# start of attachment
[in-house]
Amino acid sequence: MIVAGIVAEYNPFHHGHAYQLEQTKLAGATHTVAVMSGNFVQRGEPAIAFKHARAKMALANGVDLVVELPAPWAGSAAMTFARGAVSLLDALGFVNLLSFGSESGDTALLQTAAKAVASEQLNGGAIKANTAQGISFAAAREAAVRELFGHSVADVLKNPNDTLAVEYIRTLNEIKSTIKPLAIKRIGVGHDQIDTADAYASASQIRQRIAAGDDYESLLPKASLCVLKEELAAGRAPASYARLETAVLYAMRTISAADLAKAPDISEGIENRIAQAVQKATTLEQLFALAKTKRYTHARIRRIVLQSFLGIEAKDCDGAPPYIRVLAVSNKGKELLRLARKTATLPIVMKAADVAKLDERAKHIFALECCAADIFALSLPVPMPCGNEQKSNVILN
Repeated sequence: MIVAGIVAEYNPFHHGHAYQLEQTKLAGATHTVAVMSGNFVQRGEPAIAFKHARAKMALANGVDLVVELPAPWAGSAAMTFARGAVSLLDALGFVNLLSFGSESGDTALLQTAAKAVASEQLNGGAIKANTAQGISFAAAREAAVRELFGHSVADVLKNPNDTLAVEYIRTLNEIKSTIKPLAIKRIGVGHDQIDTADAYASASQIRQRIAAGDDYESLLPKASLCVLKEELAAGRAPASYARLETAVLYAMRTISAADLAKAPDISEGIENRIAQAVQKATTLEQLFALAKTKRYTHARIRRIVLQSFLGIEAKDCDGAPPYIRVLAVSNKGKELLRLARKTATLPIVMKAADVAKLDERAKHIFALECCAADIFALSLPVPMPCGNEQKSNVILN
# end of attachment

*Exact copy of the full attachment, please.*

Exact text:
[in-house]
Amino acid sequence: MIVAGIVAEYNPFHHGHAYQLEQTKLAGATHTVAVMSGNFVQRGEPAIAFKHARAKMALANGVDLVVELPAPWAGSAAMTFARGAVSLLDALGFVNLLSFGSESGDTALLQTAAKAVASEQLNGGAIKANTAQGISFAAAREAAVRELFGHSVADVLKNPNDTLAVEYIRTLNEIKSTIKPLAIKRIGVGHDQIDTADAYASASQIRQRIAAGDDYESLLPKASLCVLKEELAAGRAPASYARLETAVLYAMRTISAADLAKAPDISEGIENRIAQAVQKATTLEQLFALAKTKRYTHARIRRIVLQSFLGIEAKDCDGAPPYIRVLAVSNKGKELLRLARKTATLPIVMKAADVAKLDERAKHIFALECCAADIFALSLPVPMPCGNEQKSNVILN
Repeated sequence: MIVAGIVAEYNPFHHGHAYQLEQTKLAGATHTVAVMSGNFVQRGEPAIAFKHARAKMALANGVDLVVELPAPWAGSAAMTFARGAVSLLDALGFVNLLSFGSESGDTALLQTAAKAVASEQLNGGAIKANTAQGISFAAAREAAVRELFGHSVADVLKNPNDTLAVEYIRTLNEIKSTIKPLAIKRIGVGHDQIDTADAYASASQIRQRIAAGDDYESLLPKASLCVLKEELAAGRAPASYARLETAVLYAMRTISAADLAKAPDISEGIENRIAQAVQKATTLEQLFALAKTKRYTHARIRRIVLQSFLGIEAKDCDGAPPYIRVLAVSNKGKELLRLARKTATLPIVMKAADVAKLDERAKHIFALECCAADIFALSLPVPMPCGNEQKSNVILN